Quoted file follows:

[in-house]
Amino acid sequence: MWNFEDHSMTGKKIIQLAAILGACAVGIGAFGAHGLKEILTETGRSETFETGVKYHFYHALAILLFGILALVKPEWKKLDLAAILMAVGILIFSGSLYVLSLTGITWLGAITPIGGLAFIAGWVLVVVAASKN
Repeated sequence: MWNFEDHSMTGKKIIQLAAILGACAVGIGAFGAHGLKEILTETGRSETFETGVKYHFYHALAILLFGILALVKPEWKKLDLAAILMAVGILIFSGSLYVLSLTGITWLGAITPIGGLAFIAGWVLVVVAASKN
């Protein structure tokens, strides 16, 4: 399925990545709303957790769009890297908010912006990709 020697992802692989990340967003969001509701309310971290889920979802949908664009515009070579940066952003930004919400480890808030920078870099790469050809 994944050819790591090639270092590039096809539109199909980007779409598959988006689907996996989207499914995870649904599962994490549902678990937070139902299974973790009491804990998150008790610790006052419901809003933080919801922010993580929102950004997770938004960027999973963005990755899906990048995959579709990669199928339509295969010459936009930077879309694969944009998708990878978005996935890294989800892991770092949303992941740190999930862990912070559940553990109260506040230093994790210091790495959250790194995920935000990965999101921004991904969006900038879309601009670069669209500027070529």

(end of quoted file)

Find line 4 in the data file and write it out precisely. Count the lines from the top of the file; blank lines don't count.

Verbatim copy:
């Protein structure tokens, strides 16, 4: 399925990545709303957790769009890297908010912006990709 020697992802692989990340967003969001509701309310971290889920979802949908664009515009070579940066952003930004919400480890808030920078870099790469050809 994944050819790591090639270092590039096809539109199909980007779409598959988006689907996996989207499914995870649904599962994490549902678990937070139902299974973790009491804990998150008790610790006052419901809003933080919801922010993580929102950004997770938004960027999973963005990755899906990048995959579709990669199928339509295969010459936009930077879309694969944009998708990878978005996935890294989800892991770092949303992941740190999930862990912070559940553990109260506040230093994790210091790495959250790194995920935000990965999101921004991904969006900038879309601009670069669209500027070529």